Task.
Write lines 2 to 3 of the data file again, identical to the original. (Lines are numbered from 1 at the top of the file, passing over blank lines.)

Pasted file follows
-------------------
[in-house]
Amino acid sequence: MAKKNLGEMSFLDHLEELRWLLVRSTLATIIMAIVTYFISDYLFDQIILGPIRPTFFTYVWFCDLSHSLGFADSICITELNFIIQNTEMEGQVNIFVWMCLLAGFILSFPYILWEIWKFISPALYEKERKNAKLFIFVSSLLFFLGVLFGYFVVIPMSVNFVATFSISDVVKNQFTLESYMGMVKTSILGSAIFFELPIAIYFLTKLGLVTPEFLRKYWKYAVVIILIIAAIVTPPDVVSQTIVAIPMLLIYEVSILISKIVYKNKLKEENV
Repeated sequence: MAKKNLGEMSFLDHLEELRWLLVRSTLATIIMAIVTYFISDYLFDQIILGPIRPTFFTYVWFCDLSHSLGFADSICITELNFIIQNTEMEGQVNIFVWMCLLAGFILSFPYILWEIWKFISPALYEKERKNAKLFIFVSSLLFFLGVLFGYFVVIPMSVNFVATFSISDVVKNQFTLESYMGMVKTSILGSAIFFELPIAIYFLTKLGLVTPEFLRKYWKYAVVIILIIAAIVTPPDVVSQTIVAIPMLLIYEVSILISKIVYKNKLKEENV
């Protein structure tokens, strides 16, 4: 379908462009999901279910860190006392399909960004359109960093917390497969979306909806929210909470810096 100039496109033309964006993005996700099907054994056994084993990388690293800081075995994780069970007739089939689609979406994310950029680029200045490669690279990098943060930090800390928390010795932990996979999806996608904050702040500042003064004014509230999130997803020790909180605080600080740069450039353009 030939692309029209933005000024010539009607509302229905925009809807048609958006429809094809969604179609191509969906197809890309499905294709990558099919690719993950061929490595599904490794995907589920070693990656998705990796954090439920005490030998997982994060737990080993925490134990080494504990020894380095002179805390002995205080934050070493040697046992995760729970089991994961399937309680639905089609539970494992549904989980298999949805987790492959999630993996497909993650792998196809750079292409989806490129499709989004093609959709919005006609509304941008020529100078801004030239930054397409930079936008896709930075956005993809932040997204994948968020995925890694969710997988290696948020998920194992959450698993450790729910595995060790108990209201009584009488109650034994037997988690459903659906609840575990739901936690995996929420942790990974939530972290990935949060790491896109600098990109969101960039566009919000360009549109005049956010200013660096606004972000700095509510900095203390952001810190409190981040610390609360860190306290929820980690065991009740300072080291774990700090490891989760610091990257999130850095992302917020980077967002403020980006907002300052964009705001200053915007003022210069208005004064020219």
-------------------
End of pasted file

Amino acid sequence: MAKKNLGEMSFLDHLEELRWLLVRSTLATIIMAIVTYFISDYLFDQIILGPIRPTFFTYVWFCDLSHSLGFADSICITELNFIIQNTEMEGQVNIFVWMCLLAGFILSFPYILWEIWKFISPALYEKERKNAKLFIFVSSLLFFLGVLFGYFVVIPMSVNFVATFSISDVVKNQFTLESYMGMVKTSILGSAIFFELPIAIYFLTKLGLVTPEFLRKYWKYAVVIILIIAAIVTPPDVVSQTIVAIPMLLIYEVSILISKIVYKNKLKEENV
Repeated sequence: MAKKNLGEMSFLDHLEELRWLLVRSTLATIIMAIVTYFISDYLFDQIILGPIRPTFFTYVWFCDLSHSLGFADSICITELNFIIQNTEMEGQVNIFVWMCLLAGFILSFPYILWEIWKFISPALYEKERKNAKLFIFVSSLLFFLGVLFGYFVVIPMSVNFVATFSISDVVKNQFTLESYMGMVKTSILGSAIFFELPIAIYFLTKLGLVTPEFLRKYWKYAVVIILIIAAIVTPPDVVSQTIVAIPMLLIYEVSILISKIVYKNKLKEENV